Latest posts

On immortality

From the “Making dreams come true” department, we recently had a sauna installed at the new gaff.

Warming up
Warming up

It’s very nice, and you should know that South Eastern trains have a special, hidden, weekend fare that lets you use the High Speed service for the same price as the slow train, and that I can pick you up from the station.

Continue reading
Posted in immortality, Me, Nonsense, sauna | Leave a comment

Contemplating Education Matters

This past week it was announced that I would be assuming the Presidency of the British Science Association (the BSA, formerly simply the British Association or the BA). It is a great honour to be asked to follow in the footsteps of so many of the most illustrious scientists of the last 170 odd years. The list of previous incumbents is truly humblin Continue reading

Posted in British Science Association, DCMS, education, Vision for STEM education | Leave a comment

Music and Disease

When one is the parent of a small child it is well-known one catches every bug going, as their own uninitiated immune systems succumb to one cold after another which they can transmit, often with more serious diseases mixed in. In my case it was chickenpox that got me unexpectedly in my 30’s during a Cambridge epidemic, having escaped it thro Continue reading

Posted in academia, Camden School for Girls, LSSO, Micaela Comberti, viola | Leave a comment

In which I invite them in

Although engaging with the public about science is famously not about – heaven forbid – ‘teaching’ it, the two endeavors do share some common strategies. I’ve been organizing and executing a lot of undergraduate educational sessions these past few terms, and I can report that the humble analogy is equally effective in Continue reading

Posted in Science talking, Scientific thinking, Silliness, students, Teaching | Leave a comment

Did someone say “cold”?

With whatever the current digital version of “mercury” is dipping to an overnight low of 25 below*, and an expected daytime high tomorrow of only two degrees higher, I for one am not planning on venturing outside unless I absolutely have to. Even though tomorrow is Family Day, a holiday of dubious provenance that I’ve lightly comp Continue reading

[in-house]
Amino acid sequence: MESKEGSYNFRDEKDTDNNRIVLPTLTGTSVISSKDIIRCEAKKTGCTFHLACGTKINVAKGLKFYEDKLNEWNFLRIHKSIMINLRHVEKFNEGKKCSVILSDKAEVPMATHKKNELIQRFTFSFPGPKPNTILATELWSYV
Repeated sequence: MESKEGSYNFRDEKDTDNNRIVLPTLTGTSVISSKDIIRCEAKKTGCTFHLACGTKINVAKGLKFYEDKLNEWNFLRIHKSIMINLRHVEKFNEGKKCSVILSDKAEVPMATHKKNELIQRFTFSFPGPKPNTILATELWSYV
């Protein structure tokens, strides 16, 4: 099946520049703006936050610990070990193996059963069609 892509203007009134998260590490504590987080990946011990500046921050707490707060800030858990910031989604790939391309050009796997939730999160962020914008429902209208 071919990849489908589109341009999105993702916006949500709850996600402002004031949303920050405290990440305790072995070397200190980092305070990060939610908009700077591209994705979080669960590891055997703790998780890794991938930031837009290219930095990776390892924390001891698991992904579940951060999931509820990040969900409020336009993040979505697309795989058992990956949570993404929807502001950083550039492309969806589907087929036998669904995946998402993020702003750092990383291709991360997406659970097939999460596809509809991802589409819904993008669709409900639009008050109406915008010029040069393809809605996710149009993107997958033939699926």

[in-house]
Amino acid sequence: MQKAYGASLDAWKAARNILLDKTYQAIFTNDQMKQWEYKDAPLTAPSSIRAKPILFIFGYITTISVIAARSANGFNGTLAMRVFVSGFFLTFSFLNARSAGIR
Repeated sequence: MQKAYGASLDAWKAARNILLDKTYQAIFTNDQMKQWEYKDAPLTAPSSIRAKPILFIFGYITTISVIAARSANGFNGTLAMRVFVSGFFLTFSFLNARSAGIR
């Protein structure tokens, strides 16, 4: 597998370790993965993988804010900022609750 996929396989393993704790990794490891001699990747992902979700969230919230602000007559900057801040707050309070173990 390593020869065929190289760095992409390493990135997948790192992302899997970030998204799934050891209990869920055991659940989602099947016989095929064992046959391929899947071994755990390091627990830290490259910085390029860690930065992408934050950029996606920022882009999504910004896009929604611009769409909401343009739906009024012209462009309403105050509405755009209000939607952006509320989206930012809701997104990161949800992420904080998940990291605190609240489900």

Posted in backyard, bird, hawk, nature, Photography, wildlife, winter | Leave a comment

The biologist who left me out in the cold

Two weeks, two books.

In Unweaving the Rainbow Richard Dawkins takes issue with the poets and argues that the poetry revealed deep within Nature by scientific investigation is more wondrous than the musings of those who make do with superficial appearances. I picked it up because I am in the midst of writing a review of recent developments in struc Continue reading

Posted in book review, Dawkins, le Carré | Leave a comment

I Wish I’d Known Then What I Know Now

There are many questions which are easily posed, to which I don’t find answers come easily. One of these is ‘who inspired you?’ (answer: no one very obviously); or ‘why did you decide you wanted to study physics?‘ to which the feeble answer that I liked it doesn’t seem nearly meaty enough. But there are other que Continue reading

Posted in Science Culture, self-confidence, skills | Leave a comment

Cheating in science — and life

Not too long ago, one of my teenagers brought up an age-old ethical issue that recurs and festers, and at least theoretically, provides an opportunity for open discussion on “what do we want out of life?”